Darrius Heyward-Bey became the latest Raiders wide receiver to miss practice time because of injury, as he failed to complete the session Thursday with a knee issue.
"Obviously, we've got to get him in, check on him, see where we are," coach Hue Jackson said. "Hopefully, he'll be OK."
Jackson said he didn't know if Heyward-Bey would undergo extensive medical testing.
"All I know is he didn't finish," Jackson said.
The Raiders' other starting wide receiver, Jacoby Ford, missed practice for the second straight day with a hamstring issue, and his status remains unclear for Sunday's game in Buffalo.
Louis Murphy has been out since training camp after sports hernia surgery and is hoping to be ready for the home opener Sept. 25 against the New York Jets.
Heyward-Bey had little to say in the open locker room session other than, "We'll see."
The third-year wide receiver is coming off a solid opener in which he had four catches for 44 yards, including a 9-yard gain on a second-and-8 play during the game's final drive, when the Raiders killed the clock against Denver.
Should the Raiders be without both Ford and Heyward-Bey, rookie Denarius Moore, Chaz Schilens, Nick Miller and Derek Hagan would be counted upon to pick up the slack.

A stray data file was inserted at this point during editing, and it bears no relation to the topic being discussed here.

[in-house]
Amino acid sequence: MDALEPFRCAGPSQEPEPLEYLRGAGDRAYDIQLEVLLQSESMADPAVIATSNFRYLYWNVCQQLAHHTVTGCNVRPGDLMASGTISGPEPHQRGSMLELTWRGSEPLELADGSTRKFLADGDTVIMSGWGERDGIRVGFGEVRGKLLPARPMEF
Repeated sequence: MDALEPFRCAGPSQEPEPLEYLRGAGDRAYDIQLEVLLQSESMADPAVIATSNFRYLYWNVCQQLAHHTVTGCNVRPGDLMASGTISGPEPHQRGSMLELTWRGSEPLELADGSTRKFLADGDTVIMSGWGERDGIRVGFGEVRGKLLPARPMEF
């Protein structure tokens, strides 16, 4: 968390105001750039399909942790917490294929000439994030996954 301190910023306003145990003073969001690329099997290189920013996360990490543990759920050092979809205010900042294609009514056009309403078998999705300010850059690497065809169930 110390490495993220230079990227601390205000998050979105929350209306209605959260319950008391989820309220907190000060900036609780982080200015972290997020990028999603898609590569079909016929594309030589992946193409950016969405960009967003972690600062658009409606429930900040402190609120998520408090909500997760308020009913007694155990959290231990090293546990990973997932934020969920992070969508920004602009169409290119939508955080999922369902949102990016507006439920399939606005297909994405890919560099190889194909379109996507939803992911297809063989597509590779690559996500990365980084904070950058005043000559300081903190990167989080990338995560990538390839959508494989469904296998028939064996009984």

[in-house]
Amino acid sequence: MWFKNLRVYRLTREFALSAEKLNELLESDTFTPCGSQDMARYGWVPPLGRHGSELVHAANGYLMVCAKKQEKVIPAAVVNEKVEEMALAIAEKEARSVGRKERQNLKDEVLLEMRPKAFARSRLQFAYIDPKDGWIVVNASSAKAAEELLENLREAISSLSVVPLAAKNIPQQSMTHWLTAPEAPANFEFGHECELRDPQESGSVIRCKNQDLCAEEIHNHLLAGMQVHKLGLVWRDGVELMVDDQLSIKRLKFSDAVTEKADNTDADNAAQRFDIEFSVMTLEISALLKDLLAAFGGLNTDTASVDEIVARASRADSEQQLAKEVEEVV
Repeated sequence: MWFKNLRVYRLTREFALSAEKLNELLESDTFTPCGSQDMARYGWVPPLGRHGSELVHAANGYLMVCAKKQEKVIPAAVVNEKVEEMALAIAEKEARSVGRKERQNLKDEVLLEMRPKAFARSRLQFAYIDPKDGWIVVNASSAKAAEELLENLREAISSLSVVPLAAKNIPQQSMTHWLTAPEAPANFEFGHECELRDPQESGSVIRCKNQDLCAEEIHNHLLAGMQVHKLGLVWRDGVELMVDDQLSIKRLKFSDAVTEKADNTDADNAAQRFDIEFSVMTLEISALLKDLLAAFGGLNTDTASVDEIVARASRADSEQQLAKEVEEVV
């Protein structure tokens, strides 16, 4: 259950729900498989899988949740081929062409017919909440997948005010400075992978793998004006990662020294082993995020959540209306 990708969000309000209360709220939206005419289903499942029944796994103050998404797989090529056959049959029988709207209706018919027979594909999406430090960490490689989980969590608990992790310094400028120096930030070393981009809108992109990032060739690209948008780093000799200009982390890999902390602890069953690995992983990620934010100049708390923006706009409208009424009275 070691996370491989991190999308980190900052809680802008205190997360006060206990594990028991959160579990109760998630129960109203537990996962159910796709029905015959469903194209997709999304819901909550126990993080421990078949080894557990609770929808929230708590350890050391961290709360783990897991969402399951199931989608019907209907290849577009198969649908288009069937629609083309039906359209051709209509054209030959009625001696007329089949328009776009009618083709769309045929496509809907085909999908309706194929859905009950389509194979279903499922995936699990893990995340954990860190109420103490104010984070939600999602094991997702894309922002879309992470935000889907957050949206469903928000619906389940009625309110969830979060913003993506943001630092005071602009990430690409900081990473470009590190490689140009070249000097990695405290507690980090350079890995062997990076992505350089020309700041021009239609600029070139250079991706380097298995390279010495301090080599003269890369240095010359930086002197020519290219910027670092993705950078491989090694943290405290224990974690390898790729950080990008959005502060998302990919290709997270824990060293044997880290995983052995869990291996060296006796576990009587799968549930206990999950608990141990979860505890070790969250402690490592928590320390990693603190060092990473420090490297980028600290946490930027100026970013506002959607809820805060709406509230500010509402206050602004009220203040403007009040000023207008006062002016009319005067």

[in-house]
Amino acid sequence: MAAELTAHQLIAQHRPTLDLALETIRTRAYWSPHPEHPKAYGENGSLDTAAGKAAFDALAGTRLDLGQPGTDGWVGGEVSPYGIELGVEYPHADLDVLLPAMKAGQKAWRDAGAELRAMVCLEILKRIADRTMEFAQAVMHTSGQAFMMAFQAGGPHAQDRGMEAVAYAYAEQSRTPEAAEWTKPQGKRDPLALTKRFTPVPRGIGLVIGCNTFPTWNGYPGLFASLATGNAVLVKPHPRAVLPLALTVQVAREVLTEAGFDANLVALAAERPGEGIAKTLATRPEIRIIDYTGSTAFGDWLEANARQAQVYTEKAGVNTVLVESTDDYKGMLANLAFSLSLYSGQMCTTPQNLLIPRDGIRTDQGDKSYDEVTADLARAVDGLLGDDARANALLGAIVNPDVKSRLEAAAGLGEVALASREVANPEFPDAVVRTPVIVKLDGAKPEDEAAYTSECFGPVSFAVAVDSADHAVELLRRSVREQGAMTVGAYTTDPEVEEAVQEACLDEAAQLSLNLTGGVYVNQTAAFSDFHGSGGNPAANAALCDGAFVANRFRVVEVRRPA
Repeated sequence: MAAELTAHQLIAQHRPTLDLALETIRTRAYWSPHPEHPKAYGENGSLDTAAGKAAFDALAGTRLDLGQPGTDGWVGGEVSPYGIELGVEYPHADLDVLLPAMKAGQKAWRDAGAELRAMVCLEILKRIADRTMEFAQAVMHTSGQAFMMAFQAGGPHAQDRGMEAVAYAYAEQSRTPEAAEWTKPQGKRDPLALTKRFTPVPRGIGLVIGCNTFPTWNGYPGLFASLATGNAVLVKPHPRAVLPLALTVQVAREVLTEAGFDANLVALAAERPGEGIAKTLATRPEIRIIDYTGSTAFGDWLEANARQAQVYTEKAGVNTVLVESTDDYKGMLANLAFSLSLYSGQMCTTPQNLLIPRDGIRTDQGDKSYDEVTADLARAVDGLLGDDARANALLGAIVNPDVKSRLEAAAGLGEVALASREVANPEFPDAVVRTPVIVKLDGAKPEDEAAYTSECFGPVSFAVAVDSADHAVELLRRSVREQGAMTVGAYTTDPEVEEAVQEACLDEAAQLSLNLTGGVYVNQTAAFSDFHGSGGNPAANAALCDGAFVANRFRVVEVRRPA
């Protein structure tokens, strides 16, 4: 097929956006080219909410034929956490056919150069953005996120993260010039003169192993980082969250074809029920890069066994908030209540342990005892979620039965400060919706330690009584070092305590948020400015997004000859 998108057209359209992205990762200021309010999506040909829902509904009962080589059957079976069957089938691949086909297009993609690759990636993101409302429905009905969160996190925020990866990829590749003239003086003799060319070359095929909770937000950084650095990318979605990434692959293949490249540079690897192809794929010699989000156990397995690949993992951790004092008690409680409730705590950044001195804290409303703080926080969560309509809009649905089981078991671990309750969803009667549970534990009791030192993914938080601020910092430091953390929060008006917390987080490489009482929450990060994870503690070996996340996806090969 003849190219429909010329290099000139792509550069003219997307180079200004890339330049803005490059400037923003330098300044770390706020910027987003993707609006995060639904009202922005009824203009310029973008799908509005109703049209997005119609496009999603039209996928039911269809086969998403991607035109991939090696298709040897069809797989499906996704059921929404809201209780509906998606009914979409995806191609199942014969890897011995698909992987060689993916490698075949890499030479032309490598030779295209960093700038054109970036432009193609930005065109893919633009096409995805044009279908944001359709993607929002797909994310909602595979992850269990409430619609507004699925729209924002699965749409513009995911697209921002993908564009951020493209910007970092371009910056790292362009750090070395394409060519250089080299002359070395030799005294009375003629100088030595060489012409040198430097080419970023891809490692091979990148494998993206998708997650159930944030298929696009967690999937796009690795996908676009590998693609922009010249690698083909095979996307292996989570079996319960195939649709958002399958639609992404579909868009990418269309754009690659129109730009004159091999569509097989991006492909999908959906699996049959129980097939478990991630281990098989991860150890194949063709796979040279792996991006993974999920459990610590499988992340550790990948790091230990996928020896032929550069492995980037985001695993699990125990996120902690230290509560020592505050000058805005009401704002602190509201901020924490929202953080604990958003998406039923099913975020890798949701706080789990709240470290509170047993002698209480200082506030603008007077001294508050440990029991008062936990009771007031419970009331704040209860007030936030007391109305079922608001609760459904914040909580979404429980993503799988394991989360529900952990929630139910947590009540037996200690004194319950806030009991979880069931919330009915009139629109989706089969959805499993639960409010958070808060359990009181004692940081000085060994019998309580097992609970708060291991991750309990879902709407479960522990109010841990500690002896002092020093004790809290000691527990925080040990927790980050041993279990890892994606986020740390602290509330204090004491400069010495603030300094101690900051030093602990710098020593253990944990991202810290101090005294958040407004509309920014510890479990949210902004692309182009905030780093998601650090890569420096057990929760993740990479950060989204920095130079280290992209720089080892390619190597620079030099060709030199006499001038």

Moore was the only one of the four to have a pass thrown his direction the opener, and it was incomplete. Schilens played sparingly, and Miller returned punts. Hagan was inactive after
Those with limited participation were tight end Kevin Boss (knee), Heyward-Bey and running back Darren McFadden (shoulder). McFadden looked fine during the media window of practice.
An NFL source said no decision was expected Thursday.
Pryor didn't attend the hearing. He was on the field practicing with his personal quarterback coach after the Raiders session.
"Some of those things are concentration errors, and when you have great pass rushers on the outside like we faced last week, sometimes the tackles get a little nervous and they try and get set a little quicker than they need to," offensive coordinator Al Saunders said. "We've worked real hard on that, establishing what they need to do on the edge to be more consistent."